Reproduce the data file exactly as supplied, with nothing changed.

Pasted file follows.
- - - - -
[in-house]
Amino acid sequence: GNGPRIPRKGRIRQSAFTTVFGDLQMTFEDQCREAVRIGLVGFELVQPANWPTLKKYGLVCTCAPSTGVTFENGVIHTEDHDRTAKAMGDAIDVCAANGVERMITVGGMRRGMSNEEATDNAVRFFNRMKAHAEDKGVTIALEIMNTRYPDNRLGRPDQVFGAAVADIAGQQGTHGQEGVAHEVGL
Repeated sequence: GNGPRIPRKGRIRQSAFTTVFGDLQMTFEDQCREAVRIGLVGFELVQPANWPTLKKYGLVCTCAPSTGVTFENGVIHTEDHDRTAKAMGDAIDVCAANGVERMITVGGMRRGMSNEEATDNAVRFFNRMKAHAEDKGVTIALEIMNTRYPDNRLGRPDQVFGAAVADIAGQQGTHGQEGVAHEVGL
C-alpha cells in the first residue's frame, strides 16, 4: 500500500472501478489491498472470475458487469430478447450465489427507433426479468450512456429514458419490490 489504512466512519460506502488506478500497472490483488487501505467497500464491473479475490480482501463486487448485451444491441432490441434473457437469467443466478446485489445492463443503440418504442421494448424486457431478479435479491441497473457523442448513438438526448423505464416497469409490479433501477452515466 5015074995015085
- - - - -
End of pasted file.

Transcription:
[in-house]
Amino acid sequence: GNGPRIPRKGRIRQSAFTTVFGDLQMTFEDQCREAVRIGLVGFELVQPANWPTLKKYGLVCTCAPSTGVTFENGVIHTEDHDRTAKAMGDAIDVCAANGVERMITVGGMRRGMSNEEATDNAVRFFNRMKAHAEDKGVTIALEIMNTRYPDNRLGRPDQVFGAAVADIAGQQGTHGQEGVAHEVGL
Repeated sequence: GNGPRIPRKGRIRQSAFTTVFGDLQMTFEDQCREAVRIGLVGFELVQPANWPTLKKYGLVCTCAPSTGVTFENGVIHTEDHDRTAKAMGDAIDVCAANGVERMITVGGMRRGMSNEEATDNAVRFFNRMKAHAEDKGVTIALEIMNTRYPDNRLGRPDQVFGAAVADIAGQQGTHGQEGVAHEVGL
C-alpha cells in the first residue's frame, strides 16, 4: 500500500472501478489491498472470475458487469430478447450465489427507433426479468450512456429514458419490490 489504512466512519460506502488506478500497472490483488487501505467497500464491473479475490480482501463486487448485451444491441432490441434473457437469467443466478446485489445492463443503440418504442421494448424486457431478479435479491441497473457523442448513438438526448423505464416497469409490479433501477452515466 5015074995015085